Thesis/Project Defense
When completed, Master’s Theses/Projects is defended orally by the student at a forum open to the public. For further details, please see the graduate student handbook.

Meet Our Students

  • Xingyu Chen
    Xingu Chen joined the Global Gender and Sexuality Studies department as an MA student, then decided to stay for her PhD, focusing on war and fertility patterns, conflict-induced exposomes and women’s reproductive health in Asian countries after WWII.
  • Jenna Woodcock
    Jenna Woodcock is pursuing her Master of Arts in Global Gender and Sexuality Studies at the University at Buffalo. Her research interests include: Memoir as a therapeutic and social justice praxis, Disability studies, Food writing, Memory studies, Queering the archive.
  • Soe Win
    Soe is currently a PhD candidate. Her research interest includes gender-based violence, violence against minorities, and the women's movement in Burma (Myanmar).
  • Kit Lam
    Kit is a PhD student, and their research interests surround issues of interracial solidarity in social movements, with a particular interest in Asian-Black solidarity in the COVID era and its aftermath.
  • Kaylee Kagiavas
    "Kaylee’s (she/they) work focuses on reproductive politics and social movement work located in the context of American Rust Belt cities."
  • Deanna Buley
    Deanna Buley's research focuses on abortion access and support systems in highly restrictive locations such as Northern Ireland and parts of the U.S.
  • Jessica Lowell Mason
    Situated in disABILITY theory, feminist theory, and queer theory, Jessica strives to use the written contributions of maligned, misunderstood, and heretical women (those dubbed 'madwomen' and 'witches') on the subject of consciousness to "talk back" to norm-enforcing modern-day sanist institutional and social practices.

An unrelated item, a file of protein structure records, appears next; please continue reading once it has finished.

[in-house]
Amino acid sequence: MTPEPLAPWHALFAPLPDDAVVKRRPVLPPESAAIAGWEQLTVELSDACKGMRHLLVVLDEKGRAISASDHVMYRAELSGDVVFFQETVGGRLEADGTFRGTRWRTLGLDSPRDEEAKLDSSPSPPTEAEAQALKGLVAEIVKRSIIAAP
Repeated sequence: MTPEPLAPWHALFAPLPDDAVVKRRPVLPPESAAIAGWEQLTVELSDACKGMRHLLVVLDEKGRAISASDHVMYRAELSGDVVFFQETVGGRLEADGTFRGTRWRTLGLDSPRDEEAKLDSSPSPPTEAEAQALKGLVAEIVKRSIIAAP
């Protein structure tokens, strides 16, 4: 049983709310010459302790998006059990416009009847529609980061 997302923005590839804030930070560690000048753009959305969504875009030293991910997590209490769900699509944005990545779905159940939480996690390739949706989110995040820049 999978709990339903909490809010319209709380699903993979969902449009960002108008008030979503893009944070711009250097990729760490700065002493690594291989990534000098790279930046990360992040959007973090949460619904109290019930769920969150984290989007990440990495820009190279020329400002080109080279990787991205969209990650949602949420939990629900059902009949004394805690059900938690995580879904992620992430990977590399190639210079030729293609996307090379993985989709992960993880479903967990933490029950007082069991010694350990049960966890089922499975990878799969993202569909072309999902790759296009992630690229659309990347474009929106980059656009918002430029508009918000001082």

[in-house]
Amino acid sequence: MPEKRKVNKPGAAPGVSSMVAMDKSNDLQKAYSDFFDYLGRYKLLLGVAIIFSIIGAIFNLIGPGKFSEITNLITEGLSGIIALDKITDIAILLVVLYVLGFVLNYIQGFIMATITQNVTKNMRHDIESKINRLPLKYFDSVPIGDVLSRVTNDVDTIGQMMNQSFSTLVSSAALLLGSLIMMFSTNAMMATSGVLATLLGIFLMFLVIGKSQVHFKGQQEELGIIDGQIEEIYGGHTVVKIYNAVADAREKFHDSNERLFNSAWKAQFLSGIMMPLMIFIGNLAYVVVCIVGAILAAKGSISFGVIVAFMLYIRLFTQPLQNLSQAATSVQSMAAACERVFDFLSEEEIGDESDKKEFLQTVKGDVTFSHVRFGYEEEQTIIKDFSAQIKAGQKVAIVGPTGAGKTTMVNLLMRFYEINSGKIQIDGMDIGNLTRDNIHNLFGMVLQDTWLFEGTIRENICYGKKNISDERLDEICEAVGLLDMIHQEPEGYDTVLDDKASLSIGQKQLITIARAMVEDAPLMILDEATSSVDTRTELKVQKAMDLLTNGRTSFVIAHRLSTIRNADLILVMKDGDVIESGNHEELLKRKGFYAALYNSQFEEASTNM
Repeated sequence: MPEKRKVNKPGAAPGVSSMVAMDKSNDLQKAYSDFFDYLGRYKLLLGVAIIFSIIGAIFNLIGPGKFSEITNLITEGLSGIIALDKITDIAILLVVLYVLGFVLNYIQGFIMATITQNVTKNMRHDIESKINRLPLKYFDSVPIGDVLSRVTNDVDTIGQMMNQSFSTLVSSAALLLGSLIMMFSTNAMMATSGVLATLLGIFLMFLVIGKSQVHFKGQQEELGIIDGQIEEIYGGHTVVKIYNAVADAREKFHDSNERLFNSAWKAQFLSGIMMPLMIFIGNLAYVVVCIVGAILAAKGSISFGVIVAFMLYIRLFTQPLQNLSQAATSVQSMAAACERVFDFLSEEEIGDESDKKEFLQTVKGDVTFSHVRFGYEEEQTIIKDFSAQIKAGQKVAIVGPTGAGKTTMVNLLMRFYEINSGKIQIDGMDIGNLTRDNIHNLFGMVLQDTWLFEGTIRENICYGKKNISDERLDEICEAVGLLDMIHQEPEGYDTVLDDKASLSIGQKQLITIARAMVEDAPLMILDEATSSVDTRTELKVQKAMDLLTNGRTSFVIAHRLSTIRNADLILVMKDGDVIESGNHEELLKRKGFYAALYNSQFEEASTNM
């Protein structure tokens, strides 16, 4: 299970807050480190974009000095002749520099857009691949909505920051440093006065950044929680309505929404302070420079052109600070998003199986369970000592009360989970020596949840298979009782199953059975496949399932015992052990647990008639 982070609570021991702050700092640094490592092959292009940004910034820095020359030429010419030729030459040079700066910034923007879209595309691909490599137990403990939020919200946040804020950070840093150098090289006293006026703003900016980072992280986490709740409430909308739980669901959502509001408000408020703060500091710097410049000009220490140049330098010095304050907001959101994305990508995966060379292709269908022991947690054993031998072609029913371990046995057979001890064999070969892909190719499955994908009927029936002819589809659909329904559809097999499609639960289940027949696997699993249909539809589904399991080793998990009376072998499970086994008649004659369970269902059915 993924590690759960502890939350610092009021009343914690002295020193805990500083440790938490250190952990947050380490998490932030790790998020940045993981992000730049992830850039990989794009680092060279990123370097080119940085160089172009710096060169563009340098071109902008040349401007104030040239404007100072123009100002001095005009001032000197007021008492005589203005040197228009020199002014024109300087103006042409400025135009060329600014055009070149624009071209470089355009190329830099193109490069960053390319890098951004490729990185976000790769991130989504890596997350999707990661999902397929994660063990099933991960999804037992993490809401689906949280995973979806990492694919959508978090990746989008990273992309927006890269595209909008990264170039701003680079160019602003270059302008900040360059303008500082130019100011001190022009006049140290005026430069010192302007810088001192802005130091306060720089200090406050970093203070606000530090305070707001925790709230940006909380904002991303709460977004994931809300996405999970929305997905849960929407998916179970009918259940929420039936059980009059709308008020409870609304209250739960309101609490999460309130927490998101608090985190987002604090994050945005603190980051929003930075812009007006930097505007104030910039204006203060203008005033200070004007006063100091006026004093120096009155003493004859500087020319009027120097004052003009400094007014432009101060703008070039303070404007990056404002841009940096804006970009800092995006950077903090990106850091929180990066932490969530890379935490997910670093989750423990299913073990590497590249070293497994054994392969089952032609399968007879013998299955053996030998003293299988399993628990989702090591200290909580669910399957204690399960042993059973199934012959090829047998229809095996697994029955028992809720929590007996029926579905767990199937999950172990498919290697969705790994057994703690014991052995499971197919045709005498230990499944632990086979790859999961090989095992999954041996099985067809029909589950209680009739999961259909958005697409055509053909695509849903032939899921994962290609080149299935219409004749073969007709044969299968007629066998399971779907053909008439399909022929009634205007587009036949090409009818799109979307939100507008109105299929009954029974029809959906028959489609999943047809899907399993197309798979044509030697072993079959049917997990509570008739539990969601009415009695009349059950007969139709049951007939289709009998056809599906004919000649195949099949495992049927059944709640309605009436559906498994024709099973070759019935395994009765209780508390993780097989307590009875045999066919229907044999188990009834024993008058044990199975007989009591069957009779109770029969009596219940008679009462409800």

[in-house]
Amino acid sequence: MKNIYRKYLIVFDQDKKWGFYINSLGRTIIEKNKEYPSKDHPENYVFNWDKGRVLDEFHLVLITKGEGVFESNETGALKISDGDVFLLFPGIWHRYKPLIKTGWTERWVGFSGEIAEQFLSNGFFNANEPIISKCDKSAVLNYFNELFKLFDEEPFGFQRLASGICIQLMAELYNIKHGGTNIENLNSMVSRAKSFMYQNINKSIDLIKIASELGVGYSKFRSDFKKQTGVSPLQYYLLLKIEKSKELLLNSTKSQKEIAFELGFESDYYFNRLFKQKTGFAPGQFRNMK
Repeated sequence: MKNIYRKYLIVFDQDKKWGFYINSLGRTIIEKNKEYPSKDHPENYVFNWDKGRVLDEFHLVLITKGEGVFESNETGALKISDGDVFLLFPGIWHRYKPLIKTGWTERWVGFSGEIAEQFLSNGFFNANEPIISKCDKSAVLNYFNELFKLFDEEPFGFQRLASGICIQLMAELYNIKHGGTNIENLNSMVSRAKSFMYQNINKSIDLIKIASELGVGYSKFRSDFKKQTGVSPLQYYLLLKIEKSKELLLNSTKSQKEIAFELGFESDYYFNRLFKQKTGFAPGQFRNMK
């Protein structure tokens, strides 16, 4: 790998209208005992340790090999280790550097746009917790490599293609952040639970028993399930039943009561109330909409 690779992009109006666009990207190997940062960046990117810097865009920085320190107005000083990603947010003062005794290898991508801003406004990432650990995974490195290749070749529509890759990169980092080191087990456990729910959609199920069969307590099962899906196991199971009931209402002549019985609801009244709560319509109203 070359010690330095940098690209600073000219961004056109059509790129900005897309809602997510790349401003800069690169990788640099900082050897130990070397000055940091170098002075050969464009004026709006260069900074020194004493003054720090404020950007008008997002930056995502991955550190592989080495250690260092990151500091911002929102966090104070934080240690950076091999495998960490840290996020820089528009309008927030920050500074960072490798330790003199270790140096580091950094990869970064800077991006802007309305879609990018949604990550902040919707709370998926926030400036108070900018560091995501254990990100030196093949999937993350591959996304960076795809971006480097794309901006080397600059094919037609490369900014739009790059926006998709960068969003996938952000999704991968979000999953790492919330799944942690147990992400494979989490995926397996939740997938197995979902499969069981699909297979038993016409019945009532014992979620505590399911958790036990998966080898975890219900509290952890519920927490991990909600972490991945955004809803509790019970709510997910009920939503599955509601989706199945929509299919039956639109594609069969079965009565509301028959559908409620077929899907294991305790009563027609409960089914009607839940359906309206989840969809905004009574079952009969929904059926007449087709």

• Elizabeth DiPaola
    Elizabeth DiPaola is an MA student with an interest in the relationships between gender, sexuality, power, race, and class.
  • Maria Amir
    Maria Amir’s work focuses on South Asian queer Sufi practices and postcolonial feminist identities, specifically with regards to contemporary Human Rights and Nationalism discourse in South Asia.
  • Sam King-Shaw
    Sam King-Shaw is a PhD student and Schomburg Fellow at UB. Sam’s research explores questions of relationality, desire, (freedom) dreams, and genealogy in twentieth-century Black queer cultural production.
  • Kailey McDonald
    Kailey is a PhD student interested in the interplay between the political imaginary and the transformative power of language. Her research focuses on imagining political alternatives to neoliberal, neocolonial capitalism.
  • Lisa Martin
    Lisa Marie Martin is currently an MA student at the University at Buffalo in Global Gender Studies.
  • Gabriella Nassif
    Gabriella Nassif focuses on issues of labor, gender and development in the Arab region with a specific focus on Lebanon. She has spent the last few years living between Buffalo, N.Y. and Beirut, Lebanon.
  • Senay Imre
    Senay's research focuses on a comparative study of the social and political aspects of the "gender equality" versus the "gender justice" movements in her native Turkey.
Student Voices

I got into the PhD program of my dreams after completing my MA, with much gratitude to the professors in the GGSs program who supported me through the application process.

Contact Us

With questions about the MA program, please contact: